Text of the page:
This year so far has dealt a severe (some may say mortal) blow to the Dubai International Financial Centre (DIFC) Courts’ status as a conduit jurisdiction. The case law of the Joint Judicial Tribunal (the JT) – a judicial body composed of both onshore Dubai and offshore DIFC Court judges and formed by the Ruler of Dubai to oversee conflicts of jurisdiction between the onshore Dubai and offshore DIFC Courts (see Decree No. (19) of 2016 establishing the Dubai-DIFC Judicial Tribunal) – has been unashamedly critical of the DIFC Courts’ creeping expansion of their own jurisdiction to encompass actions without a tangible link (whether geographic or otherwise) to the DIFC. The example par excellence of such actions have been the ratification and enforcement of both domestic (non-DIFC) and foreign arbitral awards for onward execution against assets of an award debtor in onshore Dubai (absent assets offshore). The case in favour of service as a conduit has been compelling, allowing international award creditors to circumvent the often erratic application by the onshore United Arab Emirates (UAE) courts of Article 216 of the UAE Civil Procedure Code, which accords comparatively wide discretion for the challenge of awards in the enforcement process. Regular readers of this blog will recall the recent ruling of the Dubai Court of First Instance that has essentially called for an end to the DIFC Courts’ role as a conduit, setting aside the Banyan Tree line of cases, which are routinely cited as the locus classicus of the DIFC Courts’ conduit jurisdiction (see Commercial Case No. 1619/2016, ruling of the Dubai Court of First Instance of 15 February 2017, reported in G. Blanke, Dubai courts v DIFC courts: just a jurisdictional stand-off or an outright declaration of war?).
Taking a closer look at the JT’s decisions of earlier this year (see Cassation No. 1/2017 – Gulf Navigation Holding PJSC v Jinhai Heavy Industry Co Ltd and Cassation No. 3/2017 – Ramadan Mousa Mishmish v Sweet Homes Real Estate), jurisdiction in favour of the onshore Dubai courts has been founded on a common theme:
The “general jurisdiction […] [of the] Dubai courts […] [in] accord[ance] [with] the general principles of laws embodied in the procedural laws”.
Importantly, whereas Gulf Navigation dealt with the recognition and enforcement of a New York Convention award rendered in London under the London Maritime Arbitration Association (LMAA) Rules through the DIFC Courts, Mishmish concerned the recognition and enforcement of a domestic award rendered under the Dubai International Arbitration Centre (DIAC) Rules in Dubai, both for onward execution against the award debtor’s assets in onshore Dubai. In both instances, the DIFC Courts found themselves competent to hear the enforcement actions despite the absence of any geographic link to the DIFC (other than the application for ratification and enforcement itself). In Gulf Navigation, the JT also disavowed the importance of the application of the New York Convention to the question of the conflict of jurisdiction between the onshore and offshore courts.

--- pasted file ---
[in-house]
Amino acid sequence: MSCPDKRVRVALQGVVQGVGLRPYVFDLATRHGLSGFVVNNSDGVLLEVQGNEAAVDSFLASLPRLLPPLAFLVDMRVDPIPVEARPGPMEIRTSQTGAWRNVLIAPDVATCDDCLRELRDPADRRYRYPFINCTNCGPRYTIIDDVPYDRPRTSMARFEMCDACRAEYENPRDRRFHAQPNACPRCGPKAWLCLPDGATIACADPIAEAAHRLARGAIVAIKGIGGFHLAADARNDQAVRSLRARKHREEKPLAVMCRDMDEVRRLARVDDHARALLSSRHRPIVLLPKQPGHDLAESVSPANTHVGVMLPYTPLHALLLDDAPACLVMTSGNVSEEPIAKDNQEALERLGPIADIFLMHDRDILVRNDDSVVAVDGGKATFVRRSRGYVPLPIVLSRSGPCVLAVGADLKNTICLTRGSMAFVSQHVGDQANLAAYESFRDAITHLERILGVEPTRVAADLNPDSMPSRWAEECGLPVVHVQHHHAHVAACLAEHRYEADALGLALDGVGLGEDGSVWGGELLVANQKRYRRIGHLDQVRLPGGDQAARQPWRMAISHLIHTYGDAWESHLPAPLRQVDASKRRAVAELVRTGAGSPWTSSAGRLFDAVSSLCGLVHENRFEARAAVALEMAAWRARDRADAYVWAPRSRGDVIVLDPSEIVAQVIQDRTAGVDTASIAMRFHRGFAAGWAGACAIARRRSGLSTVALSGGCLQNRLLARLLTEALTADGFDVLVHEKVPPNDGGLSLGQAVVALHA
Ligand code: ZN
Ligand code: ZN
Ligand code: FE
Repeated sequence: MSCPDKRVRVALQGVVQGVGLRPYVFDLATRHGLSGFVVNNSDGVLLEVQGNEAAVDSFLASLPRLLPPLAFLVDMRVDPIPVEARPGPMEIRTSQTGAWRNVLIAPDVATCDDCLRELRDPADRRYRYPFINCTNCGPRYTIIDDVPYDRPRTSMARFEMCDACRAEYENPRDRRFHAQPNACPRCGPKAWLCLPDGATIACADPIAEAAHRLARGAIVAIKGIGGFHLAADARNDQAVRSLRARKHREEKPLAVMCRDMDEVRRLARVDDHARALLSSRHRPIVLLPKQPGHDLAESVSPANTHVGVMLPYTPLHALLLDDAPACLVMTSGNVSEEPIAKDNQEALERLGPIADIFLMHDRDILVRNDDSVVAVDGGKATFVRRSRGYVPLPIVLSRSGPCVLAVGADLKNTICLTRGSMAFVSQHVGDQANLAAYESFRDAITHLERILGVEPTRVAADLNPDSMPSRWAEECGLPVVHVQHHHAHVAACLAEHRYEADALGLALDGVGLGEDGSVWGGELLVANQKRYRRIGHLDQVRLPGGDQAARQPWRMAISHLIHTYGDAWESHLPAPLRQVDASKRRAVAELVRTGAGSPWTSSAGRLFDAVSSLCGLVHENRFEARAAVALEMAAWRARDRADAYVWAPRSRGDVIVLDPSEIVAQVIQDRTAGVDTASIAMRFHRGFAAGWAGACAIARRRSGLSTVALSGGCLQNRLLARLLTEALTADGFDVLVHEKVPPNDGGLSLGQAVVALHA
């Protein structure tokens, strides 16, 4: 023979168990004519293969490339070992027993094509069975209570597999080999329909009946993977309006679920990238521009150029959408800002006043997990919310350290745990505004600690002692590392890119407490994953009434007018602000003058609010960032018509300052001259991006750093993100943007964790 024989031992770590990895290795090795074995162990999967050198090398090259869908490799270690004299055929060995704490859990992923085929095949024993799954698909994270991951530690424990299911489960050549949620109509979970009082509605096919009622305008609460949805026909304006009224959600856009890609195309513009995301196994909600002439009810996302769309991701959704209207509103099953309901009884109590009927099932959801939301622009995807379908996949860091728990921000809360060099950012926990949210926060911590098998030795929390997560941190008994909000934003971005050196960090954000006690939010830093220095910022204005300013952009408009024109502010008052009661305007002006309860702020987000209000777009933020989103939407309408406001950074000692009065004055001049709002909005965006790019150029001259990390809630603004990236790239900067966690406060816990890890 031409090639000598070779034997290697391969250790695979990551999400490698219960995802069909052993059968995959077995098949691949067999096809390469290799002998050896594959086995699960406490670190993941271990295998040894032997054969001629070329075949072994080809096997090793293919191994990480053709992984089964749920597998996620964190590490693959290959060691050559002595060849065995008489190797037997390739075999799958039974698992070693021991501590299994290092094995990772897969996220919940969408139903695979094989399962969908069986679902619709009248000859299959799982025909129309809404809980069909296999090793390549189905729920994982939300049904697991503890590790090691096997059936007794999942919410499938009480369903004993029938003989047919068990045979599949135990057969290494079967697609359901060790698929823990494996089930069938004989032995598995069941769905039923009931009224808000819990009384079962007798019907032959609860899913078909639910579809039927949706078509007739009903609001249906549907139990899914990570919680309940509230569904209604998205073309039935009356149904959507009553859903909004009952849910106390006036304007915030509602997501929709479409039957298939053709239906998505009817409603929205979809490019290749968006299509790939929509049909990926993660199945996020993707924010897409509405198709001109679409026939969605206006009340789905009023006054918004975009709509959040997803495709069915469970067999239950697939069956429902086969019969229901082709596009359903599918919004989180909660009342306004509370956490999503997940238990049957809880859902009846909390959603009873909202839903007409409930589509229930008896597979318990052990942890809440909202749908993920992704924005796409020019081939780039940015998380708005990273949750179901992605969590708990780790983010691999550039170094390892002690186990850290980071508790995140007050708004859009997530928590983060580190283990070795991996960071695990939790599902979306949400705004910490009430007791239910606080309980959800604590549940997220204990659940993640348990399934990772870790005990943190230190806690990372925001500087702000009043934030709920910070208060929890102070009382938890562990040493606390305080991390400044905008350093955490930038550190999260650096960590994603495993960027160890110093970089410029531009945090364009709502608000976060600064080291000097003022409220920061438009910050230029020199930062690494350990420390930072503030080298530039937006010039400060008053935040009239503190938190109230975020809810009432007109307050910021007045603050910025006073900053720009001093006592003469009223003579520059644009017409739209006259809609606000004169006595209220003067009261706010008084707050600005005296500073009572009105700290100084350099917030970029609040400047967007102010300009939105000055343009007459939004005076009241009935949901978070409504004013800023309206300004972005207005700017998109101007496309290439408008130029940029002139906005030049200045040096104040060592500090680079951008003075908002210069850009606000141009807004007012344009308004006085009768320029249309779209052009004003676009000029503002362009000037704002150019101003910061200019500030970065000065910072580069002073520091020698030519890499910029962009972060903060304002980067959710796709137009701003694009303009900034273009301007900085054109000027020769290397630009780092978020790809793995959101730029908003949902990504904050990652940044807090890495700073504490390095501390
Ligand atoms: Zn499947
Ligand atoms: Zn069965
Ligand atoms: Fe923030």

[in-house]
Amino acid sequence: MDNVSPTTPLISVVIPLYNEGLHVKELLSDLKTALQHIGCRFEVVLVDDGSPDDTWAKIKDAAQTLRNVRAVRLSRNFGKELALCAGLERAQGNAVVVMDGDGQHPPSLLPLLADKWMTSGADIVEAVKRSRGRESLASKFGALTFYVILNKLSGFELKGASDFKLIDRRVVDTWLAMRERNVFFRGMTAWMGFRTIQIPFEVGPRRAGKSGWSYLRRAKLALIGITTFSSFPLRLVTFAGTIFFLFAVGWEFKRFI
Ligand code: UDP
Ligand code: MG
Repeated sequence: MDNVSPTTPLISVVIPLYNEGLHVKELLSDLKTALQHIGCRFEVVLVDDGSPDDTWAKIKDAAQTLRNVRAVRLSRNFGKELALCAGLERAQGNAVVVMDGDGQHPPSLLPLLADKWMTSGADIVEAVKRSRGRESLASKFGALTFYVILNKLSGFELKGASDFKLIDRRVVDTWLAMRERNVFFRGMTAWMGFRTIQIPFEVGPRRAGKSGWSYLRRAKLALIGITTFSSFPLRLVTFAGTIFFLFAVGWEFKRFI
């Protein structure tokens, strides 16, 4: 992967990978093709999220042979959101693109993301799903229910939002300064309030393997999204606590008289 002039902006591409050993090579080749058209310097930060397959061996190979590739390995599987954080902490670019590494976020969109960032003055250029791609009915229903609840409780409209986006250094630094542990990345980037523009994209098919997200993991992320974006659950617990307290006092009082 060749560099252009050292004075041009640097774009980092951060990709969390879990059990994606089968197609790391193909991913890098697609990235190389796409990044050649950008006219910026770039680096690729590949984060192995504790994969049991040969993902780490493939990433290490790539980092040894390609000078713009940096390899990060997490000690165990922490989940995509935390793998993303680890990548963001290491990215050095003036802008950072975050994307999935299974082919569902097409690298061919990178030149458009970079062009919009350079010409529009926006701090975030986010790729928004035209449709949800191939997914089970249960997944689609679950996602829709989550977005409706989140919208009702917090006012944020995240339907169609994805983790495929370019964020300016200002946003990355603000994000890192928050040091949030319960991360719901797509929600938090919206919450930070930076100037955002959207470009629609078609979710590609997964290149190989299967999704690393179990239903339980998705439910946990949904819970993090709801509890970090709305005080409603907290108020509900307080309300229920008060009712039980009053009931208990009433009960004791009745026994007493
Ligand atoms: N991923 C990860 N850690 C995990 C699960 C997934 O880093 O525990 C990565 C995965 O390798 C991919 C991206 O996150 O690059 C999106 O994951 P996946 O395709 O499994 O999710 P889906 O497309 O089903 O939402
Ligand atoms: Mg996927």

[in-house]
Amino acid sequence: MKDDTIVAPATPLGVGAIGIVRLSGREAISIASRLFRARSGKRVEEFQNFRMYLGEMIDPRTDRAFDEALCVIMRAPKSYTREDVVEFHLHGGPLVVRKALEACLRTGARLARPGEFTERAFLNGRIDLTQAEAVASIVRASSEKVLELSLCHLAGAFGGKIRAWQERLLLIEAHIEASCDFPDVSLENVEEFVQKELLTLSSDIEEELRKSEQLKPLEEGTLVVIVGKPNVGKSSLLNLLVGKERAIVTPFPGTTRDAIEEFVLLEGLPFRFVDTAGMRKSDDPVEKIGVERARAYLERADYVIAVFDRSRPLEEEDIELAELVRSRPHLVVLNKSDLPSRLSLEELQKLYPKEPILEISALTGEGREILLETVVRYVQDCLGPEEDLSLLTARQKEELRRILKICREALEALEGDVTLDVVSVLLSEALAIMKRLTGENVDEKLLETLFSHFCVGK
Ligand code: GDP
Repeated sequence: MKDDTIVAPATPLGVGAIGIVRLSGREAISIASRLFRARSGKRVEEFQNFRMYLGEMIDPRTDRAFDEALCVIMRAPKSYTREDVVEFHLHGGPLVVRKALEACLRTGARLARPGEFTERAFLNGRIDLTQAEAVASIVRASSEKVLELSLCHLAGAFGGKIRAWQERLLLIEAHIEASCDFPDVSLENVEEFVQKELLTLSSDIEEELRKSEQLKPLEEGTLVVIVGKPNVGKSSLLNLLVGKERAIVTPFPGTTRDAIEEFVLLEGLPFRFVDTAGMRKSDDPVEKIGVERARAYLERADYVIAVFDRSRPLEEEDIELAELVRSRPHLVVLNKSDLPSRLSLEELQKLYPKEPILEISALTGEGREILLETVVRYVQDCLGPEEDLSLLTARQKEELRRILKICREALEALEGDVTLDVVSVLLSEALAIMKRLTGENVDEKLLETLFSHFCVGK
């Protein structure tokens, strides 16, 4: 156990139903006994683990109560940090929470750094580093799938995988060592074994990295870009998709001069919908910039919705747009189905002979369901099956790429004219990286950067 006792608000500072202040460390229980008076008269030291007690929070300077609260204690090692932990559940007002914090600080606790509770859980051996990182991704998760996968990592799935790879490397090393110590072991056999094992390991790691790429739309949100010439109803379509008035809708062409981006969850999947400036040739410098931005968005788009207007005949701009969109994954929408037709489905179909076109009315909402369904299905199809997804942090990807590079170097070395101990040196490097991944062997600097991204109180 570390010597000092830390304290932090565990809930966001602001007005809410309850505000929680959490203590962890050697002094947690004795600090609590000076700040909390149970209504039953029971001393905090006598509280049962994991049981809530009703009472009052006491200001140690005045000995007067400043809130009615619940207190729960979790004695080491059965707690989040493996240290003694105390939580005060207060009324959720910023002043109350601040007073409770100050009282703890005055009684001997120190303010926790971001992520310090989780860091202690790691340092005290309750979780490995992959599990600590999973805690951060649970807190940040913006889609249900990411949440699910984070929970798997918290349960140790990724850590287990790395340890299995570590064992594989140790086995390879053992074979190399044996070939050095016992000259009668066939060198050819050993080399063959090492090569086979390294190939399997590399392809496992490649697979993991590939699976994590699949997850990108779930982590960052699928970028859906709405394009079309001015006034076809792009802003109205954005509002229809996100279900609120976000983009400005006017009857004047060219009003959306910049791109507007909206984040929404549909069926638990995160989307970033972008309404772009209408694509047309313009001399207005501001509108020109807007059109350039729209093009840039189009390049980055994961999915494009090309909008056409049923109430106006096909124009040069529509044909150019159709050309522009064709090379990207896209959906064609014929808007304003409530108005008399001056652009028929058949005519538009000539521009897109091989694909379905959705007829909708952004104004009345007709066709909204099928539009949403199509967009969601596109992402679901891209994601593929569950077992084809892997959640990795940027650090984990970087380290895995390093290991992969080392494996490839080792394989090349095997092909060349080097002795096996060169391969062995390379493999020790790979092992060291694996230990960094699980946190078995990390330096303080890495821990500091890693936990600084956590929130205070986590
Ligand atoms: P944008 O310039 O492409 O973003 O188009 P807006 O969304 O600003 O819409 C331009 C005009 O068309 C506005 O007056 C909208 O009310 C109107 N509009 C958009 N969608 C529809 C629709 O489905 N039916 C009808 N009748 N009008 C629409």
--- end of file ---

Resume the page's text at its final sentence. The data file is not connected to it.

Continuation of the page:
The dissenting minority, led by Michael Hwang SC, the Chief Justice of the DIFC Courts, correctly countered that there was no principle of general jurisdiction according precedence to the onshore Dubai courts in the event of a jurisdictional conflict between the onshore and offshore courts in matters of enforcement of arbitration awards, nor was it correct to disregard the importance of the New York Convention: to the contrary, a combined reading of Articles 5(A)(1) and 5(A)(1)(e) of the Judicial Authority Law (see Dubai Law No. (12) of 2004 as amended), which defines areas of exclusive jurisdiction of the DIFC Courts, including in particular the recognition and enforcement of arbitral awards in the terms of Article 42(1) of the DIFC Arbitration Law, militate in favour of the DIFC Courts’ exclusive jurisdiction in the present circumstances. Further, disregarding the New York Convention would place the DIFC Courts in their capacity as UAE courts in violation of their enforcement obligations under an international enforcement instrument to which the UAE are a party and which is consequently binding upon them as an emanation of the (UAE) state. Similar conclusions must be drawn with respect to analogical cases rehearsed before the JT in 2016, dealing with related issues of recognition and enforcement of domestic and foreign awards in onshore Dubai through the offshore conduit (see Cassation No. 1/2016 (JT) – Daman Real Capital Partners Company LLC v Oger Dubai LLC and Cassation No. 2/2016 (JT) – Dubai Water Front LLC v Chenshan Liu).